Artist: Madonna featuring Maluma
Album: Madame X (Due in stores June 14th)
With over 35 years in the pop music game, is there anywhere left for Madonna Ciccone to trek?
It’s a rhetorical question, of course. For the woman whose artistic wanderlust has functioned as a collective soundtrack for the world, a new Madonna album is always an event. However, the last eleven years haven’t been kind to the singer-songwriter’s output.
Hard Candy (2008), MDNA (2012) and Rebel Heart (2015) have all borne the brunt of Madonna’s obsession with maintaining her grip on a contemporaneous “edge” that she assumes she’s lost. In reaching for that so-called prize, Madonna’s hold on her own self-made standard of music excellence has slipped. However, Madame X—Madonna’s fourteenth studio recording—is likely to improve the perception of her latter day discography with its promises of a bold concept, high profile features and a luxe visual campaign upon its June 14th release.
But what about its music? This leads us to “Medellín,” the first single for the project.
On its face, “Medellín”—its title taken from the city in Colombia of the same name—is a balmy, world music inflected number that is seductively disarming in its midtempo execution. With its relaxed pace set against a sensuous, stream-of-consciousness lyrical scheme, the song isn’t a miss by any means. But it’s far from a home run.
Madonna requested the company of French producer Mirwais Ahmadzaï—the man who helped her assemble the one-two superlative punch of Music (2000) and American Life (2003)—to assist in the drafting of “Medellín” and its forthcoming parent LP. One can only assume that Ahmadzaï is following Madonna’s muted lead here as repeated listens reveal that the track’s electronic element is too sharp. Given Madonna and Ahmadzaï’s previous bouts with marrying organic and inorganic musical matter, that they didn’t follow that pattern here is a missed sonic opportunity.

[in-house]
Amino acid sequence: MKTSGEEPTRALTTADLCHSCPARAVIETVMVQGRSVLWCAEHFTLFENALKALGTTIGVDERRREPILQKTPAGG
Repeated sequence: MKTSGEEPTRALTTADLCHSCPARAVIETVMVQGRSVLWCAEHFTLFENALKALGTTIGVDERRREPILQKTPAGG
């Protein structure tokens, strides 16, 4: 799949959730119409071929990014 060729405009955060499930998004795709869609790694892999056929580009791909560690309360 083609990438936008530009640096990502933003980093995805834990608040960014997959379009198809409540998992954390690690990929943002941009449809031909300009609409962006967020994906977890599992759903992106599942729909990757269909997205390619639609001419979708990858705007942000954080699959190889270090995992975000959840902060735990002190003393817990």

Then there is the Maluma guest spot. The Colombian vocalist drops in some handsome ad-libs throughout the composition, but one is left with the feeling that Madonna would have been better served carrying this single alone.
In all, “Medellín” is an affable pop confection that stages a dichotomous balancing act between understatement and shrewdness—an indication that Madonna is aware of her abilities, but struggling to translate them into the modern pop landscape.
For more of Quentin Harrison’s perspective on Madonna’s recordings, check out his book ‘Record Redux: Madonna,’ available physically or digitally. Additional books in his Record Redux series cover the discographies of the Spice Girls, Carly Simon and Donna Summer. Harrison’s forthcoming book ‘Record Redux: Kylie Minogue’ will be available in November 2019.